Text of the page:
JERRY BLAVAT AS HOT AS EVER
Asbury Park Press
by Donald L. Wilno
ATLANTIC CITY -- After 40 years of spinning records, Jerry Blavat is still "the Geator with the Heater" and "the Boss with the Hot Sauce."
If you are an avid radio listener, you've heard Blavat over the years. He has entertained with his quick wit, his rapid-fire delivery and his good humor.
Soon to be 60 years old and not looking it one bit, Blavat hasn't changed much. His style remains the same, and he's as funny as ever.
You could easily say Blavat has come a long way, baby, and he certainly has. But during that journey, one thing has remained constant. "I share my music and my memories with my audience today, and it will never go out of vogue."
During his radio show Thursday nights from the Bacchus Bar, just off the casino floor in Caesars Atlantic City, Blavat's oldies make you get up and dance, make you recall those days when we were all much younger, make you enjoy the man and his music.
This is the same man who lied his way onto Dick Clark's American Bandstand when he was 13, a year younger than the minimum; this is the same man who managed "Danny and the Juniors" (best known for "At the Hop"); and this is the same man who, at 16, was on radio out of New York, the media mecca.
But Blavat will always be "the Geator," who says, "I play my music from the heart, not the chart."
Blavat says he got his nickname in 1960. It evolved from days when he was doing a talk show from the Venus Lounge in South Philadelphia.
"I had just come off the road with Danny and the Juniors," Blavat recalls. "I was on the corner with the guys from South Philly and ... we were shooting craps."
One of the guys playing dice was Don Pinto, who owned the Venus Lounge.
"I had the dice, and he was talking about getting somebody to do a radio show from his club, so one of the guys said, 'Yeah, how about Blavat? He probably can do it." And Don said, "Nah, he doesn't know anything about radio.'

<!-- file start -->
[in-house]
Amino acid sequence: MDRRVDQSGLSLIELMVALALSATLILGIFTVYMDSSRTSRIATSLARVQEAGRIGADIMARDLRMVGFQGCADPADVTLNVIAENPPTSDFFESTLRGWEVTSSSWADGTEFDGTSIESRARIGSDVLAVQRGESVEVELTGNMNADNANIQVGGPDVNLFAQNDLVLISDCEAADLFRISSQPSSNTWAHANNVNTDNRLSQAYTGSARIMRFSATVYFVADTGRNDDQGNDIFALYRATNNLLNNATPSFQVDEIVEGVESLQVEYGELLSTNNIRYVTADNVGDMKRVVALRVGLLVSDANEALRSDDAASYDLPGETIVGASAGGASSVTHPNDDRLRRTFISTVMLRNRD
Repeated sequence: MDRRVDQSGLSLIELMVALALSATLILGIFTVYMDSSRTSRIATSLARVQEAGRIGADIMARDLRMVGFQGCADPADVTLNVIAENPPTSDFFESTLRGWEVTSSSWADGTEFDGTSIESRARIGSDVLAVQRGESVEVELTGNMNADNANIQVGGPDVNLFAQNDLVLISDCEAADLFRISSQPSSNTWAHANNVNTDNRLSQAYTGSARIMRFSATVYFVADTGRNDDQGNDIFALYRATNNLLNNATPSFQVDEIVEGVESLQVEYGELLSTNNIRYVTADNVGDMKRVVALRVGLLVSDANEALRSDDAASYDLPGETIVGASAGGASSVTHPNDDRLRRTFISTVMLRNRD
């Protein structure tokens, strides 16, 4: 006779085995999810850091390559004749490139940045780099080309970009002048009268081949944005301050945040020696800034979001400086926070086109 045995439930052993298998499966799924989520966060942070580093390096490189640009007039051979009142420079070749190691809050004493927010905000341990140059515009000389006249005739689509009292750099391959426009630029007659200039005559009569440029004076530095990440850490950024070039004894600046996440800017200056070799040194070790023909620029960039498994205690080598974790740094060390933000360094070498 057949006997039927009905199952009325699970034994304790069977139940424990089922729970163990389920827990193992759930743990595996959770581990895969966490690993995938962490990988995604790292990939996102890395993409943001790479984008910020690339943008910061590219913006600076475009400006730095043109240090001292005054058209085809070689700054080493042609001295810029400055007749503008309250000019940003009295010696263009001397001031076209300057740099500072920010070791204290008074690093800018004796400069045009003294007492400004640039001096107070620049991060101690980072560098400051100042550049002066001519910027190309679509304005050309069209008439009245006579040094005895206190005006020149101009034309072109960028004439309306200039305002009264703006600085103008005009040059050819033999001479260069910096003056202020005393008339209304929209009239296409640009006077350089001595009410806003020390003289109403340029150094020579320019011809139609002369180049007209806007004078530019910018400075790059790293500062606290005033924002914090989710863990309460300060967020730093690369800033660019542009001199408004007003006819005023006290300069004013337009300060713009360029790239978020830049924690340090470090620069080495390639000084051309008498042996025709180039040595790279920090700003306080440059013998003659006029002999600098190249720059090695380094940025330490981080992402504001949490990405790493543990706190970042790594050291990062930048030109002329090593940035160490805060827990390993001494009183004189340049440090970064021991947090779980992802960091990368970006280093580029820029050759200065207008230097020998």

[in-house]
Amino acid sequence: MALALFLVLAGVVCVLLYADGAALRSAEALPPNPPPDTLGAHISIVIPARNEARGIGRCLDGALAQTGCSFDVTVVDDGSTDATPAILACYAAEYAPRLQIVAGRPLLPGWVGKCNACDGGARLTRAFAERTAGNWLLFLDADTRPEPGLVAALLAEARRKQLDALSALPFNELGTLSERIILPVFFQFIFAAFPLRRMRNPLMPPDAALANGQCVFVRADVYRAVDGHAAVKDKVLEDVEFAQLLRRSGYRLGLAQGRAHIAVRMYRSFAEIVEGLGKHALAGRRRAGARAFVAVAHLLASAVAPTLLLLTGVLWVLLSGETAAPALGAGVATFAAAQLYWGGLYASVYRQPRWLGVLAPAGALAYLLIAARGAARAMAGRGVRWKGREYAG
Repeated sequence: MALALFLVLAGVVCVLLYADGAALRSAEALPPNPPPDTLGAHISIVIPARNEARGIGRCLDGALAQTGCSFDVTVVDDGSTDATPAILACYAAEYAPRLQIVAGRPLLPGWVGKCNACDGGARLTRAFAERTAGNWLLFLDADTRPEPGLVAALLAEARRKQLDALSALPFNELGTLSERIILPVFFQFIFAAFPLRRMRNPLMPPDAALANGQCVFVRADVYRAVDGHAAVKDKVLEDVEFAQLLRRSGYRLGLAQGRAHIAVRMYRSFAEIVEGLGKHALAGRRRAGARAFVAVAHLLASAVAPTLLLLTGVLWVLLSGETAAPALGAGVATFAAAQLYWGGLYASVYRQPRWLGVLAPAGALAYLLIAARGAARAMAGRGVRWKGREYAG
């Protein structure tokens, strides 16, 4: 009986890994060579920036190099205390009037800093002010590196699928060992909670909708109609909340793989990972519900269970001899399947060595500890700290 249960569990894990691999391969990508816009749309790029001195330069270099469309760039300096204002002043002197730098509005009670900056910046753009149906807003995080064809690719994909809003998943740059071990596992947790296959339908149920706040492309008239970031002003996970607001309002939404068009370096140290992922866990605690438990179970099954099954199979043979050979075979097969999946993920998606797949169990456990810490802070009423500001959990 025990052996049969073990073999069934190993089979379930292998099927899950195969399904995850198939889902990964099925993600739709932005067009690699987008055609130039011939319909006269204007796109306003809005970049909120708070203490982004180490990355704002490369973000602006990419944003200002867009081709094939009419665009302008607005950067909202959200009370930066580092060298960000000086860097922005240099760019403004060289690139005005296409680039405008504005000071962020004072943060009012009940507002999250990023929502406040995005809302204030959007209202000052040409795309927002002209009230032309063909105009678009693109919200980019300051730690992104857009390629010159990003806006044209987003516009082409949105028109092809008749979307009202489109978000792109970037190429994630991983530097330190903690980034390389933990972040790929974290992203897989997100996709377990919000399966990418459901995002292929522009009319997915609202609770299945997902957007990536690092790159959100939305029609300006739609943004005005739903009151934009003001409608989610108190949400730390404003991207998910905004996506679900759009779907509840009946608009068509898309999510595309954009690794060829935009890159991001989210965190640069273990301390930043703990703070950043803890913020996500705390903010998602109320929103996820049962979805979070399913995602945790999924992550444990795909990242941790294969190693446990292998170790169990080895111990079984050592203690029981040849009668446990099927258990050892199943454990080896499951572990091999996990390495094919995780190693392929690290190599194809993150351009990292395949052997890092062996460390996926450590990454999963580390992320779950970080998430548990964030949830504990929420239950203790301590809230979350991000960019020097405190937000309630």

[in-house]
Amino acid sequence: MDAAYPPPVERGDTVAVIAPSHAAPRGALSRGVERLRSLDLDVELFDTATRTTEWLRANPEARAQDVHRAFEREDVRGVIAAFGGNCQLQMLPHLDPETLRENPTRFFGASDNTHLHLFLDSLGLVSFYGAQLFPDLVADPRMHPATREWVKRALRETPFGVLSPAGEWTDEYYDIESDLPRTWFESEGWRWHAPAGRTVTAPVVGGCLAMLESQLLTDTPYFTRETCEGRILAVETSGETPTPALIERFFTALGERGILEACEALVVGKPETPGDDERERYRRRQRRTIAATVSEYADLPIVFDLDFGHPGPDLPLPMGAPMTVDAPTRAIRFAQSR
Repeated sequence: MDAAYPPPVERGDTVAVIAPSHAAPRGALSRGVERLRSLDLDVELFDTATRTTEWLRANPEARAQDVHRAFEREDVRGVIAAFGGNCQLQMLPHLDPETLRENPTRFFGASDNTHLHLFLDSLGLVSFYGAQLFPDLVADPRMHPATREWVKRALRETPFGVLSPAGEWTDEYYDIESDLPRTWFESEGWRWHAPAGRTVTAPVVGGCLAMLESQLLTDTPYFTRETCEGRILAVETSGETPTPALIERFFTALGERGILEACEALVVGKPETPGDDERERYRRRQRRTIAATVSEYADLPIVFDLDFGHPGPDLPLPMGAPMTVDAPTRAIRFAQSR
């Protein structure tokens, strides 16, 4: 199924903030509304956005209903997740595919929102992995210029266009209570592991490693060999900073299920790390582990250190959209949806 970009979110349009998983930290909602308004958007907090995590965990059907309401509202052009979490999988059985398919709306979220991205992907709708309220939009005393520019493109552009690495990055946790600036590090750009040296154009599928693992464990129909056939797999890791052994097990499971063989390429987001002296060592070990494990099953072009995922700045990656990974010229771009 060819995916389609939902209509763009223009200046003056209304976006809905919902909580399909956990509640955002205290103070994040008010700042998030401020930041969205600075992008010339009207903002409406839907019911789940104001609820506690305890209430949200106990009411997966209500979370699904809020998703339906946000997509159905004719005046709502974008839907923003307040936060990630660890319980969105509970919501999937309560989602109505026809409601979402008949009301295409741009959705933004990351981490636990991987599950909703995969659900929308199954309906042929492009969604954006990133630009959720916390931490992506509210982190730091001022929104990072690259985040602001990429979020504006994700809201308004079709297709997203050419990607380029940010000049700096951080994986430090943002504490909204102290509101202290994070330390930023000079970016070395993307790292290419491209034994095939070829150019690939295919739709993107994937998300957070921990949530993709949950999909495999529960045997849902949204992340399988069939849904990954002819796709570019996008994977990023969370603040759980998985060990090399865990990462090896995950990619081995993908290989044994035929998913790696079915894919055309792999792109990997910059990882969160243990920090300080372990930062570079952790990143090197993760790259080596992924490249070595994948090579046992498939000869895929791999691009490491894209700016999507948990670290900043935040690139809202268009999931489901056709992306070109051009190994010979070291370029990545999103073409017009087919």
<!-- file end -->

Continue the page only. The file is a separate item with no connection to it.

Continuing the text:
"So I said (to Pinto), 'I'll tell you what. I'll bet the throw of the next dice. If I make my number, I'll do the radio show.' I made my number," Blavat said.
Blavat went to WCAM (in Camden).
"I bought an hour's worth of time. They charged me $120," he said. I charged him (Pinto) $100 for talent, for me to do the show. I then sold 15-minute blocks ($50 blocks to a car dealership, a dance studio, a bread company and a soda company). So I made $200 from the sales and $100 from the talent fee."
Blavat made money on the deal, obviously, and was doing well until a snowstorm "closes the entire city down, it closes the club," Blavat said. "But I owned the radio time, so I had an obligation, a responsibility to the advertisers."
"So I go to my home, I take all my old rock'n'roll records that I used to dance to when I was a kid. Little Richard, Fats Domino, Chuck Berry ... and I take all my records up to WCAM. I start to play this music, and thank God there is an engineer there, because I knew nothing about the (control) board at that time. The snow kept on coming down. The phone lines lit up like a Christmas tree," Blavat said.
"I go home, I finally get some sleep. I'm in bed at 8 o'clock in the morning. The phone rings. It's the general manager. He says, 'What did you do?" What do you mean what did I do" 'What did you do last night?' 'I was playing records," Blavat remembers saying. "He says, 'Well, the phones have not stopped ringing. They want to know who this crazy guy is. A lot of people remember you from Bandstand and all that.' "
So he went to WCAM (1310 on the dial) and played his records there 5 days a week.
He became the "Geator with the Heater" because after a while people would say, "Turn this guy down."
"So everything about me was hot ... And that's the way it began."
Little has changed since.
Photo in original not reproduced here